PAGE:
The antidote is both simple and complicated. It requires making being a part of the US polity meaningful. As john powell, director of the Othering and Belonging Institute at the University of California, Berkeley, aptly put it, “While policies are important, the essence of the struggle is about who we are.” For powell, creating a culture of belonging is critical to move forward. “To belong,” notes powell, “is not just to be a citizen or member in the weakest sense, but to be able to participate in cocreating the thing you belong to. This makes it different than inclusion.”

And, as Dawn-Lyen Gardner, an actress who spoke at a conference last year emphasizes, “We are makers of each other. We need empathy in our culture.” Gardner says artists play a critical role because they “have the ear of people.” Writing in NPQ, my colleague Cyndi Suarez adds, “While some may view art as a luxury, the artist’s role is to change the world—to make us feel, so we can think.”

We don’t know—yet—whether the shock of the pandemic, and the blatantly inadequate public and private sector responses to it, might open a window in our culture and allow meaningful policy change space to move in. But it is possible. We do know that what are sometimes known as “policy windows” open and shut quickly.

So, if there were an opportunity to embrace public policies that flow from—and reinforce—a culture of solidarity, what might that look like?

Certainly, support for the arts through the federal government would be one key element of rebuilding a culture that embraces solidarity. There are, of course, many others.

One could imagine many of these. Here is a succinct list that is hardly meant to be definitive, but creates a picture of what might be possible—and, of course, what might be well worth fighting for:

  • Universal paid sick leave, so that no one is financially pressured to share germs (to say nothing of the novel coronavirus) at work;
  • Universal basic income, so people have an income floor to meet basic needs;
  • Universal health insurance, so that money is not a barrier to care and medical bankruptcies become a thing of the past;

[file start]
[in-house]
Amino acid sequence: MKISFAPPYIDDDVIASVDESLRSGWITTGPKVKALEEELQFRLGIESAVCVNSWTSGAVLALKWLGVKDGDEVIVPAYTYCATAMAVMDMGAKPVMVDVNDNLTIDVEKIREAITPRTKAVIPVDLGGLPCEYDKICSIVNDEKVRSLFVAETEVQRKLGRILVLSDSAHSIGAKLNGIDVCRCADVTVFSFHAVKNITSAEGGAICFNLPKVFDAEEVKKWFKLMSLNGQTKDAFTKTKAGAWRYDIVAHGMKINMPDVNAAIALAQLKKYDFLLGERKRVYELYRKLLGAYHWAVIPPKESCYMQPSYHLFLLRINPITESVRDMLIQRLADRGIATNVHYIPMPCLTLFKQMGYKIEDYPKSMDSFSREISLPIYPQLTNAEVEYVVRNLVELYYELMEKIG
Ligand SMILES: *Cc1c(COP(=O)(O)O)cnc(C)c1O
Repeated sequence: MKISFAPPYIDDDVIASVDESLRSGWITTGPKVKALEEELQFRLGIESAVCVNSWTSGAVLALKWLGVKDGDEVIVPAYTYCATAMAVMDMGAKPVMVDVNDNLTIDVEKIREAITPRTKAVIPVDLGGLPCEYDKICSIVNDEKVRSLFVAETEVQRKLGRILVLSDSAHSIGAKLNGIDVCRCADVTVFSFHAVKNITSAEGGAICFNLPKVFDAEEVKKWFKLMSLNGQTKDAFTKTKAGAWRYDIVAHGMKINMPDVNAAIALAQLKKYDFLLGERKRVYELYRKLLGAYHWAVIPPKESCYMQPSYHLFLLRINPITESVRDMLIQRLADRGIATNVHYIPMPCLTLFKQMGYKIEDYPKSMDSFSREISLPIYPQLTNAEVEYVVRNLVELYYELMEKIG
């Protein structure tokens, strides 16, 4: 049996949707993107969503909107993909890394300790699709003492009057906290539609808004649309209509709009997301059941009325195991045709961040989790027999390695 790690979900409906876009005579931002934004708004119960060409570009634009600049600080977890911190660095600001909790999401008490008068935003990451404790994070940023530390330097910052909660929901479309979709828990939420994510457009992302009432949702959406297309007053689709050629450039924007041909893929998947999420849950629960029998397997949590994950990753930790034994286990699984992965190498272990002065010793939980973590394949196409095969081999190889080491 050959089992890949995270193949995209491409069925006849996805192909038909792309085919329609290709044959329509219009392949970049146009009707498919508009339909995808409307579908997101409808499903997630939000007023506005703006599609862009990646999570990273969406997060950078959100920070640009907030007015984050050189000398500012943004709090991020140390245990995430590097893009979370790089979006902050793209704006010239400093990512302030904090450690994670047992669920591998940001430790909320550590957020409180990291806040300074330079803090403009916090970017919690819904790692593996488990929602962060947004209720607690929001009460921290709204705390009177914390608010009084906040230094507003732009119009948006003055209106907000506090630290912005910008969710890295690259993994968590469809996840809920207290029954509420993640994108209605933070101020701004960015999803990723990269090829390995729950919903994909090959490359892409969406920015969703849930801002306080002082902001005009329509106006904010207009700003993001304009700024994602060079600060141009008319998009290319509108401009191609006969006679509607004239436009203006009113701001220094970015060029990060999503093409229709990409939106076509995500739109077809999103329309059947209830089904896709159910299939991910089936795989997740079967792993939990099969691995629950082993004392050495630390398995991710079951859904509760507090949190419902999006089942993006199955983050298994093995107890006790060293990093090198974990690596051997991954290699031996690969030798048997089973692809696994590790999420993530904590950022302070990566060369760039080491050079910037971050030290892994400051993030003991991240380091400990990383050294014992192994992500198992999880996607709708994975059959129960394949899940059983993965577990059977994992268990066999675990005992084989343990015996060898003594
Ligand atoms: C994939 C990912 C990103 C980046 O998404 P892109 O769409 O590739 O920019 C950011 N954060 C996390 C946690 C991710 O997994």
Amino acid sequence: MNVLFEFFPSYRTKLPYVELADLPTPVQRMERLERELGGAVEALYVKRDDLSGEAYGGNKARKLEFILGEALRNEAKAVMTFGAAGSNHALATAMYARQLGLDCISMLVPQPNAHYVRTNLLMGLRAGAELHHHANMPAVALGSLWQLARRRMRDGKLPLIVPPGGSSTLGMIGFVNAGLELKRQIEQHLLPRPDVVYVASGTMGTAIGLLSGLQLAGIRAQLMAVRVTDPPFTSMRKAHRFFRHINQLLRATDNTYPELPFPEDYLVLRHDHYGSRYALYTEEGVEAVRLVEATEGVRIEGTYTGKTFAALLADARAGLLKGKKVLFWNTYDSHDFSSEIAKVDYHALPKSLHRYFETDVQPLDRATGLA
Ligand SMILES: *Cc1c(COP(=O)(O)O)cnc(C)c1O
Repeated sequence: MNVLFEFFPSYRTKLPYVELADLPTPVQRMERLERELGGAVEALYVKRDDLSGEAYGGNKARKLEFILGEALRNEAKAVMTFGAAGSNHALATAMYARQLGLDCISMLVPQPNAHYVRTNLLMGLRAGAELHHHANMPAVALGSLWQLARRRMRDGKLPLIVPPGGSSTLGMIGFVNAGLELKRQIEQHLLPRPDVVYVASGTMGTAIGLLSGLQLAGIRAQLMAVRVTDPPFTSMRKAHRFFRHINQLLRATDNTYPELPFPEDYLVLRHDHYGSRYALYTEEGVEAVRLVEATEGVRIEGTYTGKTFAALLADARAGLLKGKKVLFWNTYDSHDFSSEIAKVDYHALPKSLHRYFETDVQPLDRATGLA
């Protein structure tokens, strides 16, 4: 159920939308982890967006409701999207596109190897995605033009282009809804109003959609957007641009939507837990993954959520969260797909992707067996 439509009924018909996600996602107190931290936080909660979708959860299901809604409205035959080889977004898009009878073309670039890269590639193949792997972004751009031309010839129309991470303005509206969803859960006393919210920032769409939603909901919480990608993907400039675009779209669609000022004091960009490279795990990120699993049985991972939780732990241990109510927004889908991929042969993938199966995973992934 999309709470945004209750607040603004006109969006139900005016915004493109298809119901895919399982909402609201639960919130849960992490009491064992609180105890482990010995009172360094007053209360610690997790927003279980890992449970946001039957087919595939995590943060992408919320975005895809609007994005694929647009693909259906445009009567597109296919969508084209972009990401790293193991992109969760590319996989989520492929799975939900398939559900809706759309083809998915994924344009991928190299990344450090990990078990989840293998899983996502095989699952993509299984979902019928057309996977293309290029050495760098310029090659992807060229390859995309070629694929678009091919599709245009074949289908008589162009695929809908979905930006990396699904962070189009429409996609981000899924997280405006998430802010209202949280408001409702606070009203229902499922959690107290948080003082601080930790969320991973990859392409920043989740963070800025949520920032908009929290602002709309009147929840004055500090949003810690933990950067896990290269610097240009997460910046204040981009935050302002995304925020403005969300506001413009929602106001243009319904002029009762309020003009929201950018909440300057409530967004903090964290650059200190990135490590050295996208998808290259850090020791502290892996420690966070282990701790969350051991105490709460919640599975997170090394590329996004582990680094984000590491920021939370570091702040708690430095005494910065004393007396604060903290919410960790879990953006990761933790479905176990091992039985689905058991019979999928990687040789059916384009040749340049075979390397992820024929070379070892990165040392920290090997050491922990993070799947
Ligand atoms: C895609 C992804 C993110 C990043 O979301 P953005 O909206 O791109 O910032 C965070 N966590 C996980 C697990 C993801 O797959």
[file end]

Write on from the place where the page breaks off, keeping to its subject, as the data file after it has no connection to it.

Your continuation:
• Student debt forgiveness and free public higher education going forward to put an end to debt-financing of education, which restricts lives and livelihoods;
  • A path to citizenship for immigrants already in the US, and ensuring all immigrants are treated with respect and have access to services;
  • An end to mass incarceration, replaced by a framework rooted in restorative justice;
  • An investment in a green economy to address the climate crisis and leave the world better for the generation that follows;
  • An investment in reparations and repair, including both a “truth and reconciliation” commission and the design of remedies, including both collective and individual cash payments to the victims of slavery and genocide; and
  • An economic framework that fosters rights for workers, employs progressive taxation, and promotes community ownership of business to reduce class divides.

It is important to emphasize, however, that shifting the culture is most critical. This is true because only if we operate from a framework rooted in universalism and universal belonging would policies of the types listed above become possible.

One way of saying this is that for a more just US to emerge post-pandemic, our vision must be values-based. For instance, the international cooperative movement declares its values to be “self-help, self-responsibility, democracy, equality, equity, and solidarity.” Cooperative principles and practices are then derived from those values. A justice framework that guides US policy should likewise be values-based.

Even more fundamentally, as powell noted in NPQ, a culture shift requires changing the stories we tell ourselves about who we are. “Our existing institutions and story,” he wrote, “will not carry us to the future we want.”